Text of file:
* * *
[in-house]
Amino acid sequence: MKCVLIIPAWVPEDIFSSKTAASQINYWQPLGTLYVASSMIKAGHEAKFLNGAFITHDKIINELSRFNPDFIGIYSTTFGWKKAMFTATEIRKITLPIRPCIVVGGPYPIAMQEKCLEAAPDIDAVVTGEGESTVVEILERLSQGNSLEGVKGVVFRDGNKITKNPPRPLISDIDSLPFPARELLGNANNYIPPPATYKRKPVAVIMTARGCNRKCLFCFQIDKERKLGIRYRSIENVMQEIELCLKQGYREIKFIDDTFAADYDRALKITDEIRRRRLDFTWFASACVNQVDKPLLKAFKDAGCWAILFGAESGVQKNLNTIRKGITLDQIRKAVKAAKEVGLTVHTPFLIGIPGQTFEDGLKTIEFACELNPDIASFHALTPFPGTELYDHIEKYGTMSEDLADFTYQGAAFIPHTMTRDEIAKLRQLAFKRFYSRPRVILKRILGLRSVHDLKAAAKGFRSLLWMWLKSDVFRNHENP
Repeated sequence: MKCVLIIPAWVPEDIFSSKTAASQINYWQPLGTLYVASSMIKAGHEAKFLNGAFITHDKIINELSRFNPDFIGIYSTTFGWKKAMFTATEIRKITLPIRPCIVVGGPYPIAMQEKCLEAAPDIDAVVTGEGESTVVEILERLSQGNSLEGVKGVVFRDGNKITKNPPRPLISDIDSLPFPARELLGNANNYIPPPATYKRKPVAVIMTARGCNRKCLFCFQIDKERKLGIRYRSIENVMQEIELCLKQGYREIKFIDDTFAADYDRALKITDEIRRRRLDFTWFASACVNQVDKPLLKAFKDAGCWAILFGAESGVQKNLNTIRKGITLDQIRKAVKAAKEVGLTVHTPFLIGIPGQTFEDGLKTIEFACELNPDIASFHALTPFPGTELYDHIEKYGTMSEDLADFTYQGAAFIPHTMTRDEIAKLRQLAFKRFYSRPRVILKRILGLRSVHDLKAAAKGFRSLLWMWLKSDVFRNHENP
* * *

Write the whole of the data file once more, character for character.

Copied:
[in-house]
Amino acid sequence: MKCVLIIPAWVPEDIFSSKTAASQINYWQPLGTLYVASSMIKAGHEAKFLNGAFITHDKIINELSRFNPDFIGIYSTTFGWKKAMFTATEIRKITLPIRPCIVVGGPYPIAMQEKCLEAAPDIDAVVTGEGESTVVEILERLSQGNSLEGVKGVVFRDGNKITKNPPRPLISDIDSLPFPARELLGNANNYIPPPATYKRKPVAVIMTARGCNRKCLFCFQIDKERKLGIRYRSIENVMQEIELCLKQGYREIKFIDDTFAADYDRALKITDEIRRRRLDFTWFASACVNQVDKPLLKAFKDAGCWAILFGAESGVQKNLNTIRKGITLDQIRKAVKAAKEVGLTVHTPFLIGIPGQTFEDGLKTIEFACELNPDIASFHALTPFPGTELYDHIEKYGTMSEDLADFTYQGAAFIPHTMTRDEIAKLRQLAFKRFYSRPRVILKRILGLRSVHDLKAAAKGFRSLLWMWLKSDVFRNHENP
Repeated sequence: MKCVLIIPAWVPEDIFSSKTAASQINYWQPLGTLYVASSMIKAGHEAKFLNGAFITHDKIINELSRFNPDFIGIYSTTFGWKKAMFTATEIRKITLPIRPCIVVGGPYPIAMQEKCLEAAPDIDAVVTGEGESTVVEILERLSQGNSLEGVKGVVFRDGNKITKNPPRPLISDIDSLPFPARELLGNANNYIPPPATYKRKPVAVIMTARGCNRKCLFCFQIDKERKLGIRYRSIENVMQEIELCLKQGYREIKFIDDTFAADYDRALKITDEIRRRRLDFTWFASACVNQVDKPLLKAFKDAGCWAILFGAESGVQKNLNTIRKGITLDQIRKAVKAAKEVGLTVHTPFLIGIPGQTFEDGLKTIEFACELNPDIASFHALTPFPGTELYDHIEKYGTMSEDLADFTYQGAAFIPHTMTRDEIAKLRQLAFKRFYSRPRVILKRILGLRSVHDLKAAAKGFRSLLWMWLKSDVFRNHENP